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Russia Promises a Snowy Sochi 2014

  • James Brooke

Russia chose one of its southernmost cities — subtropical Sochi — as its nominee for next year's Winter Olympics. Wowed by images of deep snow in the Caucasus Mountains, the International Olympic Committee voted yes — ahead of Salzburg, Austria, and Pyeongchang, South Korea.

Six years after winning the bid for hockey and figure skating events, everything is, as Russians say, “pod kontrolem,” or "under control." Enclosed rinks and ice-making technology guarantee indoor ice on Russia's Black Sea Coast, a balmy land where palms trees grow.

Less than an hour's drive away in the Caucasus, where temperatures are far colder than in Sochi, this winter's snowfall was erratic. On Feb. 7, exactly one year before the Olympics are scheduled to open, rain fell, temperatures rose to 19 degrees Celsius, and skiing and snowboarding events were cancelled.

The base of the Rosa Khutor resort, the downhill ski venue, was not snow white, but dirt brown.

“It’s too warm — it’s 15 degrees,” said Ksenia, a competitive Russian skier, as light rain started falling on the resort. “A couple of days ago, it was 23 degrees over there. Two days ago, like yesterday and today, it was raining, and snow was disappearing.”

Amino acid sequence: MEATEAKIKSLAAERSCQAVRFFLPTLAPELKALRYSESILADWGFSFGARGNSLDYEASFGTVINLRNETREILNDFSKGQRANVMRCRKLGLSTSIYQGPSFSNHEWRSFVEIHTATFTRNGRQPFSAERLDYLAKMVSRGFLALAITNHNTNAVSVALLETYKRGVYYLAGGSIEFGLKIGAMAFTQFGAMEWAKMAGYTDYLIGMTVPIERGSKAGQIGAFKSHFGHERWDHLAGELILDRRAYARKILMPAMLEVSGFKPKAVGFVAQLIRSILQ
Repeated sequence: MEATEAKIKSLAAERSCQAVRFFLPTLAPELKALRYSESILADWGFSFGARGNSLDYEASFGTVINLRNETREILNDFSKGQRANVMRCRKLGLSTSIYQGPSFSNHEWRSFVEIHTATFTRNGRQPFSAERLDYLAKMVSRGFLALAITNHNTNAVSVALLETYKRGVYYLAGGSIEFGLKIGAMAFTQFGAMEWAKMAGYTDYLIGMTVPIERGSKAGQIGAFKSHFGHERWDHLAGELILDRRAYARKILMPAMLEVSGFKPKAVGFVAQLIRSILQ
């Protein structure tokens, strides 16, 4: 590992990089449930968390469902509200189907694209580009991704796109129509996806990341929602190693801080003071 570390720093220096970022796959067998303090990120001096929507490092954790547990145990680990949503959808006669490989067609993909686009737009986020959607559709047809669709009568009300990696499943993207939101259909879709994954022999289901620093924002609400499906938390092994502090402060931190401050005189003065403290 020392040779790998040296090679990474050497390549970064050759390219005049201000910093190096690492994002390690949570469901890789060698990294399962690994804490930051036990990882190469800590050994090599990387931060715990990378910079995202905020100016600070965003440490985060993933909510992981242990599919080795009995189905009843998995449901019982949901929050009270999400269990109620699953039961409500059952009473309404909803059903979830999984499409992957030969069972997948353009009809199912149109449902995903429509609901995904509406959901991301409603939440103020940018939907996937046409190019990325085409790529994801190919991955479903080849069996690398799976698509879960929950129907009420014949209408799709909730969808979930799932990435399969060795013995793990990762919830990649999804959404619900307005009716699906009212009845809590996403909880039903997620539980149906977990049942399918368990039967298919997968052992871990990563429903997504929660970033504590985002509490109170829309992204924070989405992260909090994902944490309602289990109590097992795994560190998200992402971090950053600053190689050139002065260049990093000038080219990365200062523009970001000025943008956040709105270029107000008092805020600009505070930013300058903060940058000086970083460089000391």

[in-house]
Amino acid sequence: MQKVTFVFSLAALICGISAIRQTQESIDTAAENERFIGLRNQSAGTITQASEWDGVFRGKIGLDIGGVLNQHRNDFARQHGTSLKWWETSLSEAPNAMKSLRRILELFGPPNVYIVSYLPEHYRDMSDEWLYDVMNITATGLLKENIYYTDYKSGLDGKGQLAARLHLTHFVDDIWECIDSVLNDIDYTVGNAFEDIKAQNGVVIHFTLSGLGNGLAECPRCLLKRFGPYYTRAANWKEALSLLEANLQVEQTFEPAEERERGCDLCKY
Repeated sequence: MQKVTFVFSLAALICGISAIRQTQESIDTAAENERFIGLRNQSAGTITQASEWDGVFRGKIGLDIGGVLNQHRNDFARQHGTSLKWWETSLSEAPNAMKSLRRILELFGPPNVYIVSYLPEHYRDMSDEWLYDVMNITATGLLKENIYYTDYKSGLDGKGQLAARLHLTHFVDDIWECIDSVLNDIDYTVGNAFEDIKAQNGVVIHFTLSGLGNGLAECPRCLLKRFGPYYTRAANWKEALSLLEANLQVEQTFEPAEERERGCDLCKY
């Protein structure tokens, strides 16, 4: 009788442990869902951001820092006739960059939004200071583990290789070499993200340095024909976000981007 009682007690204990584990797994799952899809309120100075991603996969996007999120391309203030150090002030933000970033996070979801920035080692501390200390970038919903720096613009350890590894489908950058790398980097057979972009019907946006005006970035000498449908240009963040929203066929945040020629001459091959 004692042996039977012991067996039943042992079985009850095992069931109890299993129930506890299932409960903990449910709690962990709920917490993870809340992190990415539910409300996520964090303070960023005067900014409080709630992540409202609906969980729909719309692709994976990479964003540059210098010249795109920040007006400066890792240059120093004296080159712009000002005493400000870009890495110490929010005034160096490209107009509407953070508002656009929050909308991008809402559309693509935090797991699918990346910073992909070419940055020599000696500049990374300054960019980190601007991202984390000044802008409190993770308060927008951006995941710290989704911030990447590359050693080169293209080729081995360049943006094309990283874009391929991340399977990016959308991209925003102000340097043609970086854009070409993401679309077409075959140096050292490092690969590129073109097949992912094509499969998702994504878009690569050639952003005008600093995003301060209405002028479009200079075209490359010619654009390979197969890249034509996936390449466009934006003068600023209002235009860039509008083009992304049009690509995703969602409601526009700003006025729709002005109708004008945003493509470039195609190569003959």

Stanislav Lopane, a skiing coach from St. Petersburg in northern Russia, had enjoyed the snow conditions at the very top of the mountain, but still he was worried.

“This is the subtropics. It’s a risk to have the Olympics here — a definite risk,” he said while cradling his skis, wet from rain. “I think the government is prepared for it. I don’t know how they will manage it. Perhaps they could transport snow with helicopters if there’s not enough.”

To guarantee snow, Sochi organizers have installed 444 snowmaking guns like the ones used in Whistler, Canada, site of the ski and snowboarding events at the 2010 Winter Games.

Also, high up in the mountains workers have been bulldozing snow into huge piles for storage if needed next winter. The snow is being covered by an isothermal fabric that keeps heat off by reflecting the sun's rays. When the job is completed in mid-April, there should be enough to fill 200 Olympic-sized swimming pools.

Sochi Mayor Anatoly Pakhomov told reporters that the Olympic show will go on — with snow guaranteed.

"We will make conclusions based on our experience of holding test competitions, including conclusions about the weather, if the temperature will be plus 10,” he said. “All that will be taken into account, and obviously the Olympic Games will be held according to a proper standard."

Up in the mountains, rained-out skiers danced and sang in early March for Maslenitsa, Russia’s pre-Lenten festival.

But it could well have been a pagan prayer for snow.

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